I find most discussions about our collective exhaustion to be themselves terribly exhausting. But "The Burnout Epidemic" surprised me.

Burnout is the often-used term to describe how many of us are feeling right now. In books, news reports, articles, and in conversation, it is frequently coupled with the words overstretched, exhausted, uncertain, breaking point, and understaffed. Burnout is typically described as something that is happening to us because of the unprecedented (another overused word!) situation in which we find ourselves over twenty months into the pandemic. Burnout seems inevitable and unavoidable.

I find most discussions about our collective exhaustion to be themselves terribly exhausting.  They explain why we often feel so overwhelmed, but they do not leave me feeling empowered to do much more than suffer alongside everyone else. So, when Vennie Gore suggested that I read Jennifer Moss’s new book, The Burnout Epidemic, I was skeptical that it was worth my time. Frankly, I don’t have the energy to wallow in long descriptions of how and why we are all so burned out.

But The Burnout Epidemic surprised me.

Moss explains that burnout is characterized by three things:  feelings of exhaustion, increased mental distance or negative feelings about one’s job, and reduced professional efficacy. That all sounds familiar to me. She also draws from academic research to describe the causes of burnout as workload, perceived lack of control, lack of reward or recognition, poor relationships, unfairness, and values mismatch. Again, that seemed about right to me. Nothing surprising so far.

What surprised me about The Burnout Epidemic was how Moss focused on the institutions (or companies) that are causing the characteristics associated with burnout rather than on the employees who are being impacted by it. In doing so, she called for empathetic leadership that “requires stepping outside of our own needs, assessing, and removing bias and privilege, actively listening to our people, and then taking action.” If we do this, she asserts, “we can develop a shared approach to solving a completely solvable problem.”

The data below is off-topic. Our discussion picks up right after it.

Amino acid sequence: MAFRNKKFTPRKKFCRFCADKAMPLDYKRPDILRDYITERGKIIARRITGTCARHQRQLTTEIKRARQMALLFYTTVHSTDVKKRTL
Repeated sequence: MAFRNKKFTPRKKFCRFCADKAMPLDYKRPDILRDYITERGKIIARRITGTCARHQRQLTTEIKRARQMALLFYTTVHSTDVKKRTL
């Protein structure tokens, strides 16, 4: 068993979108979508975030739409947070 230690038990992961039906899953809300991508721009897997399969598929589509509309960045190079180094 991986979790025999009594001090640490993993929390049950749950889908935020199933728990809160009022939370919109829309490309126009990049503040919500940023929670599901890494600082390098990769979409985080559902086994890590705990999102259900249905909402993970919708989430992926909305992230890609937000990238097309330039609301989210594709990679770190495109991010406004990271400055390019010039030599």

For Moss, occasional kind words while one is being asked to undertake impossible tasks (“verbal tipping,” as I’ve heard it called) or instructions to take a day off (only to face a mountain of work when you return) are band-aid approaches that gloss over the problem and actually make burnout even worse. Instead, she calls for people to become “empathic leaders” by meeting people where they are and building institutions that serve other people’s needs.

Moss’s approach reminded me so much of our own efforts to make MSU a student success institution. Instead of attempting to merely armor students to better survive an institution that is not designed to serve their needs, MSU’s student success agenda requires us to redesign the university to provide an inclusive, equitable curriculum and environment with the academic, social, wellness and financial support that enables all students to learn, thrive, persist, graduate and succeed after graduation. 

Student success is also a “completely solvable problem.” Focusing our work on reshaping the institution around empathetic leadership – empathetic toward both our students and one another – requires us to interrogate every aspect of our work and our students’ experience to ensure that it serves peoples’ needs. Every policy, procedure, and practice should exist to support students to learn, thrive, and graduate.

Moss concludes her book by encouraging readers to “take care of yourself, too.”  She discusses the beneficial “upstream impacts” that are accrued to leaders and institutions that redesign their work around empathetic leadership. That is, by increasing well-being and happiness in the name of reducing burnout, leaders will better achieve their (and their organizations’) goals. Likewise, as MSU becomes an even better student success institution, makes itself even more accessible, and closes opportunity gaps among its students, the many other functions associated with the university will flourish.

Feedback and suggestions, especially from the MSU community, welcome: email largent@msu.edu.

Mark Largent is the Associate Provost for Undergraduate Education and Dean of Undergraduate Studies at Michigan State University.